The government continues its relentless attacks on the working class

Today sees one of the biggest attacks on the working class in modern history, with the government attempting to take away our rights to strike and protest.

The Strikes (Minimum Service Levels) Bill is going through its third reading in Parliament today and if passed, would allow the government to make regulations setting out the minimum service required in certain sectors during strikes.

Strikes would become ineffective, unions could be sued for failing to comply with the new law and workers could lose their protection from unfair dismissal.

The government should be negotiating to resolve the current crisis they have caused, not create yet another dangerous distraction.

With rent, bills and food costs rising, public sector workers across the UK are rightly asking for a better deal and the British public supports them, despite the vicious attacks from the political and media establishment.

A survey this month found that more that 47% of Britons support public sector workers going on strike to secure pay rises in line with inflation, while half as many (23%) oppose this action. 

February 1st will see one of the biggest coordinated strike actions in modern history, with hundreds of thousands of public sector workers, teachers, civil servants, university lecturers and train drivers coming together to demand better.

February 6th will also see ambulance workers and nurses striking together, which will be the biggest NHS walkout in this dispute.

We at the Breakthrough Party will be standing shoulder to shoulder with workers on picket lines and at demos across the country to show our unwavering solidarity.

Not only are we seeing the right to take effective industrial action disappear before our eyes, but also our fundamental right to protest.

The Public Order Bill has been described by human rights organisations as ‘draconian’ and ‘dystopian’, and is now going through the House of Lords.

The government is saying the legislation will crack down on the disruption to the British public and stop the wastage of police resources, but let’s call this what it is: the silencing of an increasingly angry working class.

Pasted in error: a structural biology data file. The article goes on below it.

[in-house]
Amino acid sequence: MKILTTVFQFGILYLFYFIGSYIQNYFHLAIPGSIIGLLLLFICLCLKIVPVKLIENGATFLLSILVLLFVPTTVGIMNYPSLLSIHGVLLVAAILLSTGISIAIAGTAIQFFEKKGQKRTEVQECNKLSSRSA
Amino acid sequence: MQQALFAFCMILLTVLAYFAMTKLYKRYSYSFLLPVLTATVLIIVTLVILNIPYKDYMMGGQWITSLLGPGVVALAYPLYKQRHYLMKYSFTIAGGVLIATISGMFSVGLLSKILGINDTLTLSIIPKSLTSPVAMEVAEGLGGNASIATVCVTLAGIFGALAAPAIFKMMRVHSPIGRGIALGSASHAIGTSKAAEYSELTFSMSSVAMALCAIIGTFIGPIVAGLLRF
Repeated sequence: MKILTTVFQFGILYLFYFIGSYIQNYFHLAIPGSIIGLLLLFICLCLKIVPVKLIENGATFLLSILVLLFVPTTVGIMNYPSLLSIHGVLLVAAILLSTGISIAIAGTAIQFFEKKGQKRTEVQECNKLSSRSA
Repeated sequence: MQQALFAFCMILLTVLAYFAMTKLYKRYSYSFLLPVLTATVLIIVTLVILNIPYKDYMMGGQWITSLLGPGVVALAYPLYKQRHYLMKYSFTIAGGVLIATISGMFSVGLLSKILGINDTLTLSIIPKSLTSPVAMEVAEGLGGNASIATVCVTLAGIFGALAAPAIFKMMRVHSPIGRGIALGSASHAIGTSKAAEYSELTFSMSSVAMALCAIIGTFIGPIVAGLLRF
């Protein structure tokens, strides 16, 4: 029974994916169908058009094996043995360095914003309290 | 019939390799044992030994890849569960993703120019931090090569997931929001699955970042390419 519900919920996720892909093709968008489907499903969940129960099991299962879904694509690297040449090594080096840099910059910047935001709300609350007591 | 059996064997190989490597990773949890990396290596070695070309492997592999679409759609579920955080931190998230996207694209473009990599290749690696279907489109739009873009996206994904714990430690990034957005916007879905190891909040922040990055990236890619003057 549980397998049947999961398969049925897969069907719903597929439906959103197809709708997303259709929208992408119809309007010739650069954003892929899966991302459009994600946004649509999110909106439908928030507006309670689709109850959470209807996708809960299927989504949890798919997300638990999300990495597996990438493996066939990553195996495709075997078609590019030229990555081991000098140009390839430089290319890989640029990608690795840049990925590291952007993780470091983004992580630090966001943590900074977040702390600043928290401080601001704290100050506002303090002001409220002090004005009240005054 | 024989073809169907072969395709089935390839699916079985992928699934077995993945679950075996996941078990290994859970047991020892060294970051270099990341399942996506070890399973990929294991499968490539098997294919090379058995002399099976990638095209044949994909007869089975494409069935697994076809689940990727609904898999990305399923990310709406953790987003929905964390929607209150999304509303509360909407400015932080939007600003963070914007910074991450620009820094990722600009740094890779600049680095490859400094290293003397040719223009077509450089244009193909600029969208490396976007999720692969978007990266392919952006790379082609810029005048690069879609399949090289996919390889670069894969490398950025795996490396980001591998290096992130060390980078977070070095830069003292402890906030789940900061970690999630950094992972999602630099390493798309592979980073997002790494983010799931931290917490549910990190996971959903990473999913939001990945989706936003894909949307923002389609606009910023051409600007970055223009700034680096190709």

So, what does the Public Order Bill actually do?

It contains rejected parts of the Police, Crimes, Sentencing and Courts Act, which were defeated in the House of Lords, including orders that can ban named individuals from joining protests, an expansion of police powers to stop and search people on the grounds they might be planning to commit a protest-related offence and powers for ‘suspicionless’ searches around protests.

New additions include creating new offences of ‘locking on’, where protesters chain or glue themselves to immovable objects or each other, going to protests equipped to lock on, obstructing major transport works, interfering with national infrastructure and tunnelling – all tactics used by the likes of Just Stop Oil and Insulate Britain.

The government also wants to drastically expand police powers, giving the police power to ban protests, or a series of protests, ahead of them being held. A protest only has to be ‘more than minor interference’ to be counted as ‘serious disruption’, with the judgement over what is minor left to the police to predict, ahead of the proposed protest.

Like many government policy proposals, this is at odds with the mood among the British public. A survey in November last year found that 66% of people back nonviolent action to protect the environment.

Not only that, the measures in the bill have been criticised by the police themselves, the Home Office, His Majesty’s Inspectorate of Constabulary and Fire & Rescue Services, and former senior police advisors for being ‘unworkable’ and incompatible with the UK’s international human rights obligations.

The police already have a wide range of powers available at their disposal, and we at Breakthrough believe these should be reduced, not increased.

Not only that, we believe stop and search needs to be abolished, along with other socially harmful practices which disproportionately impact marginalised communities.

The government wants to shut us up, they want to strip us of our fundamental rights, criminalise us for fighting for the causes we believe in and they want to hide from accountability.

Unions are our voice. Protest is our voice. We cannot let them take our voice away.

We must take to the streets and fight against these bills every step of the way.